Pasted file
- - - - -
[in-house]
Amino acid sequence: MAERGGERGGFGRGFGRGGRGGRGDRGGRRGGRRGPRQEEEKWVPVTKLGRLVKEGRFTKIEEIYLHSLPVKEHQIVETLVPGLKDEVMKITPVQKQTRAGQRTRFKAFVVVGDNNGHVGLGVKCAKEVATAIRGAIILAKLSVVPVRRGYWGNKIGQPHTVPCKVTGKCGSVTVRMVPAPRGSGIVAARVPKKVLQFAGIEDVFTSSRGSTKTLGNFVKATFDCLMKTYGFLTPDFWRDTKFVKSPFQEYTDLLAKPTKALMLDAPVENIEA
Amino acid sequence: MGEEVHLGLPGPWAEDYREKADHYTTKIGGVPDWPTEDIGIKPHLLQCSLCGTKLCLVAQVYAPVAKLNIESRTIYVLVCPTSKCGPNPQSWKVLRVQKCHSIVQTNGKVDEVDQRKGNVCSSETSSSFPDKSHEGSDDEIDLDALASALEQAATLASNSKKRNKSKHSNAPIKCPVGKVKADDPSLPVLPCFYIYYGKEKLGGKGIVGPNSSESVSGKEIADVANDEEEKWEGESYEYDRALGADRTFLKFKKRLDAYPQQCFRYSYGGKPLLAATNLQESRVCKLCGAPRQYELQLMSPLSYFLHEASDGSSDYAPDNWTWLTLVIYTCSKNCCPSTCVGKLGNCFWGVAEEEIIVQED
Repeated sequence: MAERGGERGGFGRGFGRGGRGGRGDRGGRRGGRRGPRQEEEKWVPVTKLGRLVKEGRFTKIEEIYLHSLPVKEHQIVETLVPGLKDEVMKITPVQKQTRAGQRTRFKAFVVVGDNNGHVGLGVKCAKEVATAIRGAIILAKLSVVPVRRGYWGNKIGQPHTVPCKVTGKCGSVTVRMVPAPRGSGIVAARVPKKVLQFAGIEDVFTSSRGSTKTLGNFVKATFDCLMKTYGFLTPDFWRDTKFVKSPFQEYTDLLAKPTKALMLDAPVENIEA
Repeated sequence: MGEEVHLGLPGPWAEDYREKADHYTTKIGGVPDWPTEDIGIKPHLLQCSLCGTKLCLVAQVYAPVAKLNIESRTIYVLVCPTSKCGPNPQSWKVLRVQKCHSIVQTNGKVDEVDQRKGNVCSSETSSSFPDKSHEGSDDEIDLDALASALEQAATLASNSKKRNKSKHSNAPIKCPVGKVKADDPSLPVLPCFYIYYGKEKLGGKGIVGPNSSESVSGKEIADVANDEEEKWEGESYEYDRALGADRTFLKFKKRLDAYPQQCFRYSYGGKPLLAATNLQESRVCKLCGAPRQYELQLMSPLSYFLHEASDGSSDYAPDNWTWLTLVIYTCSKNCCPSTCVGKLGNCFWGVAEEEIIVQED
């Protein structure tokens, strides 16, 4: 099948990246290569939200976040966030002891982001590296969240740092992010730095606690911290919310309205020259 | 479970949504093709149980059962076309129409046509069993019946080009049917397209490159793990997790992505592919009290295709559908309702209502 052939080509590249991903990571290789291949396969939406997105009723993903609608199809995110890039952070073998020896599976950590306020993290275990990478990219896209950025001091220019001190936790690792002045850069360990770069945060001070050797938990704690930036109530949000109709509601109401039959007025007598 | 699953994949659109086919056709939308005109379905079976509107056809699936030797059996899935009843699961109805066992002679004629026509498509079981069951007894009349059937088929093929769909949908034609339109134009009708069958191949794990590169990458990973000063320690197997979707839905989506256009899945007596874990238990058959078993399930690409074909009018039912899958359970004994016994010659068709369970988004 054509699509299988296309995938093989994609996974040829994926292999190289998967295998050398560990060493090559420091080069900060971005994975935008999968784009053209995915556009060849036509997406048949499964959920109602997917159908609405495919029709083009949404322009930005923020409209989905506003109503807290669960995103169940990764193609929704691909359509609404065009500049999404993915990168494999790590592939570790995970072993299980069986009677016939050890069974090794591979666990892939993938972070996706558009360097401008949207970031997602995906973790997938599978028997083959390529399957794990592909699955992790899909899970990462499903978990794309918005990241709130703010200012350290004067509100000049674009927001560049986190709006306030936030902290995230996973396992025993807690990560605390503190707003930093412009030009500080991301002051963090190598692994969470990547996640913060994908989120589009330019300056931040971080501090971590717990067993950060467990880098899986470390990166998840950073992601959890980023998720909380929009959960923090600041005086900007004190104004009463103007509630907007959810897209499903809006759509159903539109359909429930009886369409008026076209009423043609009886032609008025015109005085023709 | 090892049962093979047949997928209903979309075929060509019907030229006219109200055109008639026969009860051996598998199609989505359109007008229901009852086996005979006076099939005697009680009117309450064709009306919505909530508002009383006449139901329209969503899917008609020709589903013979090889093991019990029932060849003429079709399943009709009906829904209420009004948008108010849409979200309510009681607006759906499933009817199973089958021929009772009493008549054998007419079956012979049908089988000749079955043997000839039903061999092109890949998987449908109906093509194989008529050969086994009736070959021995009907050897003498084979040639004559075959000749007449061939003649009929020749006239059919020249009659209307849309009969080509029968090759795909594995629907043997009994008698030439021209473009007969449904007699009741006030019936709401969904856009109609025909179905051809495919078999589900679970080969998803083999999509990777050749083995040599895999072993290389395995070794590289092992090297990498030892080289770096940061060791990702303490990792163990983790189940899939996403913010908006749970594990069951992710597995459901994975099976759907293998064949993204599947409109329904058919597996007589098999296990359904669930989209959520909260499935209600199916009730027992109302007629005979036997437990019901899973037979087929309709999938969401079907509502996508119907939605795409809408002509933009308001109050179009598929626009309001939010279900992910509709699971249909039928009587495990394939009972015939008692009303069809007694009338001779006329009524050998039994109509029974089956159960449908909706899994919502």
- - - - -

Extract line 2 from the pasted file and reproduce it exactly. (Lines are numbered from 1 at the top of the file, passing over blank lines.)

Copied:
Amino acid sequence: MAERGGERGGFGRGFGRGGRGGRGDRGGRRGGRRGPRQEEEKWVPVTKLGRLVKEGRFTKIEEIYLHSLPVKEHQIVETLVPGLKDEVMKITPVQKQTRAGQRTRFKAFVVVGDNNGHVGLGVKCAKEVATAIRGAIILAKLSVVPVRRGYWGNKIGQPHTVPCKVTGKCGSVTVRMVPAPRGSGIVAARVPKKVLQFAGIEDVFTSSRGSTKTLGNFVKATFDCLMKTYGFLTPDFWRDTKFVKSPFQEYTDLLAKPTKALMLDAPVENIEA